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A family with pyruvate dehydrogenase complex deficiency due to a novel C>T substitution at nucleotide position 407 in exon 4 of the X-linked Epsilon1alpha gene.

Journal article
Authors Mar Tulinius
Niklas Darin
Lars-Martin Wiklund
Eva Holmberg
Jan Erik Eriksson
Willy Lissens
Linda De Meirleir
Elisabeth Holme
Published in European journal of pediatrics
Volume 164
Issue 2
Pages 99-103
ISSN 0340-6199
Publication year 2005
Published at Institute of Laboratory Medicine, Dept of Clinical Chemistry/Transfusion Medicine
Institute for the Health of Women and Children, Dept of Paediatrics
Pages 99-103
Language en
Keywords Amino Acid Substitution, Brain, pathology, Carnitine, blood, Child, Preschool, Exons, Humans, Infant, Lactic Acid, blood, Leigh Disease, genetics, Magnetic Resonance Imaging, Male, Mutation, Pyruvate Dehydrogenase (Lipoamide), genetics, Pyruvate Dehydrogenase Complex Deficiency Disease, genetics, Pyruvic Acid, blood, Siblings
Subject categories Medical and Health Sciences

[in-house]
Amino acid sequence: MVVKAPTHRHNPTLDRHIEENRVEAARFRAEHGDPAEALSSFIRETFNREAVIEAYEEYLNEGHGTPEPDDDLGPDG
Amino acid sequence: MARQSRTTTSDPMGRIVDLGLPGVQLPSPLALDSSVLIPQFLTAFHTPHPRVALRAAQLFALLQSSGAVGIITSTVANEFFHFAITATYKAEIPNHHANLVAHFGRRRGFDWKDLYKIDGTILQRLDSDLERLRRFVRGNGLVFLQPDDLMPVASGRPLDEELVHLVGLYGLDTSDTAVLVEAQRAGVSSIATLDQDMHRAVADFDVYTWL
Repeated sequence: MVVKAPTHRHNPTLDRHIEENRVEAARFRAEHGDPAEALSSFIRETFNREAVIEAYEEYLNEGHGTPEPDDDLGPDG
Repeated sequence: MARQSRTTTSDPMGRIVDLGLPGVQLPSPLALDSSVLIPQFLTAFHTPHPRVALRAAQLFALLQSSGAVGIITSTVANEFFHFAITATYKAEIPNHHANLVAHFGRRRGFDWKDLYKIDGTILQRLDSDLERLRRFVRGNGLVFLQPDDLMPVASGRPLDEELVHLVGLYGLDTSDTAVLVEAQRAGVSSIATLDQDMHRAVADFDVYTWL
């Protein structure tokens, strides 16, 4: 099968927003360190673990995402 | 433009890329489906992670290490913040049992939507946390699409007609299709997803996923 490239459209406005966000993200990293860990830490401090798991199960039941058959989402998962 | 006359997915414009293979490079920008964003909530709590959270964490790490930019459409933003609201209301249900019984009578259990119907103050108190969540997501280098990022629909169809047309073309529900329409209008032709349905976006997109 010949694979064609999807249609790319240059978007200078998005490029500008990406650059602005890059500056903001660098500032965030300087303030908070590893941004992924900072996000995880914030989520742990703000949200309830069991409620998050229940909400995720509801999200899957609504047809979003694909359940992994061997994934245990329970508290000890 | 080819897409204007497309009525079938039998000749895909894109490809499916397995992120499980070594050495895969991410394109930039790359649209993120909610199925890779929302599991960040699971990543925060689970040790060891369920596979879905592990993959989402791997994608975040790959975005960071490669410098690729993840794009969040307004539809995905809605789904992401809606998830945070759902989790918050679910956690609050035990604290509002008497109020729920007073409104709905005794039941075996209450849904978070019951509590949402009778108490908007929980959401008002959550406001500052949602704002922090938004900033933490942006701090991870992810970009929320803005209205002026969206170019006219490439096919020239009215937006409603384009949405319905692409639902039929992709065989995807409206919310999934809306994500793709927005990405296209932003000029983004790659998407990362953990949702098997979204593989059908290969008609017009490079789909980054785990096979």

The pyruvate dehydrogenase complex (PDHc; McKusick 312170), localised in the mitochondrial matrix, is a multienzyme complex which converts pyruvate to acetyl-CoA. A deficiency of PDHc leads to inadequate removal of pyruvate and lactate resulting in lactic acidaemia and insufficient energy production. The major cause of PDHc deficiency is a defect in the E1alpha component. The gene of this component is localised to Xp22.1. We describe two brothers with a relatively mild clinical phenotype of PDHc deficiency. Onset of disease was associated with muscle weakness and swallowing difficulties in both. At follow-up, the older brother developed encephalopathic features consistent with Leigh syndrome. Lactate to pyruvate ratios were low, consistent with a PDHc deficiency which was confirmed by measurements of PDHc activity in thrombocytes. A 407C>T change in exon 4 of the E1alpha gene was found in both brothers and their mother. This substitution predicts a replacement of a conserved alanine at position 136 by valine. CONCLUSION: Due to the X-linked inheritance pattern combined with the overall results of clinical investigations, molecular genetic findings and a corresponding functional deficiency of the gene product we believe that this substitution in the pyruvate dehydrogenase E1alpha gene is a mutation leading to pyruvate dehydrogenase complex deficiency in this family.

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